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Tsvetana Paraskova

Tsvetana Paraskova

Tsvetana is a writer for Oilprice.com with over a decade of experience writing for news outlets such as iNVEZZ and SeeNews. 

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Analysts Raise Oil Price Forecasts As Market Tightens

  • Oil industry analysts polled by Reuters raised their price forecasts for 2023 in September, although only a few see $100 oil.
  • On Friday morning WTI was trading around the $93 mark and Brent was up above $96 after both benchmarks fell back on Thursday.
  • While oil prices may be moving toward the $100 mark, few analysts see a sustained period in the territory due to the artificially tightened market.
Oil Prices

Analysts polled by Reuters raised their oil price forecasts for a second consecutive month, expecting the OPEC+ cuts to continue tightening the market, although few see $100 oil due to the still uncertain global economic outlook.

The Reuters September Oil Poll showed on Friday that 42 economists and analysts now see Brent Crude prices averaging $84.09 per barrel in 2023, up from the $82.45 consensus projection in August.

Brent Crude prices have averaged $81.94 so far in 2023 and were trading just above $96 early on Friday.  

Next year, Brent is expected to average $86.45 per barrel, according to the analysts surveyed in the Reuters poll.

The experts have also raised their average price forecast for WTI Crude, to

$79.64 a barrel in 2023, up from the August projection of $77.83. Next year, the U.S. benchmark is set to average $82.99 per barrel.

WTI Crude traded above $93 per barrel early on Friday, at $93.02, rising by 1.37%, as the OPEC+ supply cuts and the falling U.S. commercial crude oil inventories have raised the bullish sentiment on the market this week despite a strengthening U.S. dollar.  

While most analysts in the Reuters poll see oil prices well supported above $80 per barrel later this year and heading into 2024, few expect $100 oil for a sustained period of time, due to the artificially tightened market – with the Saudi and OPEC+ cuts – and to the uncertain path ahead for many economies amid interest rate hikes.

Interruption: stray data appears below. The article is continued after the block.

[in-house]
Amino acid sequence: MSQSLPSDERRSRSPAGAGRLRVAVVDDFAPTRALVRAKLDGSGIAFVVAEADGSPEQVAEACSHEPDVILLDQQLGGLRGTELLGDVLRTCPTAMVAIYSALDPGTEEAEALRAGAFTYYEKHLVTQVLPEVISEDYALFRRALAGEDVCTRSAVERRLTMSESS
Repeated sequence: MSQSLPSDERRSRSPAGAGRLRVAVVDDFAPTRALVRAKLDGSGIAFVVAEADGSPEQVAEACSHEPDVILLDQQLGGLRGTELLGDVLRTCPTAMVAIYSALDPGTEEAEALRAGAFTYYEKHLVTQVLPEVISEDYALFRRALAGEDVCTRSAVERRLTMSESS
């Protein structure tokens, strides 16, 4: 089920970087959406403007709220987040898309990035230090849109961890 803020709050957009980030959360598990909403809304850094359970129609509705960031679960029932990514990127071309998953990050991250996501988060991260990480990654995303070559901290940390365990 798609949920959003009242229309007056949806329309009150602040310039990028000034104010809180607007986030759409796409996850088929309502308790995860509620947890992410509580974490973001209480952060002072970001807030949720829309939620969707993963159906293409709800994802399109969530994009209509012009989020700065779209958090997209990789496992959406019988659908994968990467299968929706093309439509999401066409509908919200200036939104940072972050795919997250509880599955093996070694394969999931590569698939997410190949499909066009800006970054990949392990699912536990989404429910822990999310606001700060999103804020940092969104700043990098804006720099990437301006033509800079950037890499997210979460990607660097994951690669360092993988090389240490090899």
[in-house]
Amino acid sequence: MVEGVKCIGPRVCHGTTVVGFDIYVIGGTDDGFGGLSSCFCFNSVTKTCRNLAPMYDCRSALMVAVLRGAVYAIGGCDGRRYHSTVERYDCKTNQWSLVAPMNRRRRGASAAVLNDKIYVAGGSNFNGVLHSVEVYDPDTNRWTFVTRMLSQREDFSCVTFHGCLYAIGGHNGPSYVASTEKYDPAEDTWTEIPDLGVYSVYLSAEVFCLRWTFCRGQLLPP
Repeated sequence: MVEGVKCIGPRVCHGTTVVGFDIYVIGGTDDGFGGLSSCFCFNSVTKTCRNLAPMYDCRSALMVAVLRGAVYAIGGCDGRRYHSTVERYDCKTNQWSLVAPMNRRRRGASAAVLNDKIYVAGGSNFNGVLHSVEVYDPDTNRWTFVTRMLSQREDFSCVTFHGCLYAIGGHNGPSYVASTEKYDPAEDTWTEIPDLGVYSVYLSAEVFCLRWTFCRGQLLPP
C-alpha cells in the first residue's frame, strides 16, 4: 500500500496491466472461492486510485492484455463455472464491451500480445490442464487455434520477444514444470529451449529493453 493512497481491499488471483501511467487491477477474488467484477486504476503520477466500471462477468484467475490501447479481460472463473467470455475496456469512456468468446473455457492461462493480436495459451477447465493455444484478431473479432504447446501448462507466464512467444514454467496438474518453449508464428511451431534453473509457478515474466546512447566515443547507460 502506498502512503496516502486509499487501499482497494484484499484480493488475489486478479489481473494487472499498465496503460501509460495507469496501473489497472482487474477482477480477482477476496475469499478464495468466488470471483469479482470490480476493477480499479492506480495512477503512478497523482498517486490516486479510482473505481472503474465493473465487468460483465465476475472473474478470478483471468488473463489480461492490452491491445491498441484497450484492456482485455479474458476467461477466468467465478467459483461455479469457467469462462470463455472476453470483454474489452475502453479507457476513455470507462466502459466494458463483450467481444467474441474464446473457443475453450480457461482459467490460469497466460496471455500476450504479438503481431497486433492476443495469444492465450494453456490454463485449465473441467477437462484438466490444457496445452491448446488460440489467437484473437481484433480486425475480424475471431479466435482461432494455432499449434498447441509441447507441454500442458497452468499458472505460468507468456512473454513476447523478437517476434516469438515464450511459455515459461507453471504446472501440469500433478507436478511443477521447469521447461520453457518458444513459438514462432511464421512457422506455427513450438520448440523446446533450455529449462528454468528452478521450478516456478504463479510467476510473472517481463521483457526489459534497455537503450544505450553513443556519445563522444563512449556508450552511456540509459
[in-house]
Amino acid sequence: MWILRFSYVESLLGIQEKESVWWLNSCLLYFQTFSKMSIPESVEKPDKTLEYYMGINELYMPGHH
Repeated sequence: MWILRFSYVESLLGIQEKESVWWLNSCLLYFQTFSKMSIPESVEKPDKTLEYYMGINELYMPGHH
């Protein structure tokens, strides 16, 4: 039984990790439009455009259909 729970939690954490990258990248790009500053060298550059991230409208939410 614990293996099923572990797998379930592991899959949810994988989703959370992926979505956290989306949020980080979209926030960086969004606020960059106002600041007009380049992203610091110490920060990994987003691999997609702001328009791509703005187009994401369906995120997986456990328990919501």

“Saudi Arabia and Russia will dictate oil prices over the next three months,” Bill Weatherburn, commodities economist at Capital Economics, told Reuters.

Commenting on oil’s moves at the end of this week, ING strategists Warren Patterson and Ewa Manthey said on Friday “There is likely reluctance amongst participants to push too much higher right now with the market clearly in overbought territory.”

“There is also possible nervousness that OPEC+ and specifically Saudi Arabia could start to ease cuts earlier than scheduled if prices move much higher,” they noted.

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By Tsvetana Paraskova for Oilprice.com

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  • Mamdouh Salameh on September 29 2023 said:
    If these analysts are just less than $4 away from $100 and only a few of them say they can see $100 oil, then the majority of them (with due respect to them) may not be interpreting the realities in the market correctly.

    While the global oil demand and the fundamentals won’t change for the foreseeable future, one factor will and it is the market getting tighter and an imbalance seeping into the market and becoming a reality before the end of the year.

    These very same factors which took Brent crude price to $97 yesterday are more than capable of taking it to $100 before the end of the year.

    And with a tightening market and a continued robust demand, the $100 oil could be sustainable particularly with shortages looming on the horizon and with neither OPEC+ nor non-OPEC producers in a position to raise production sufficiently enough to offset expected shortages.

    Dr Mamdouh G Salameh
    International Oil Economist
    Global Energy Expert

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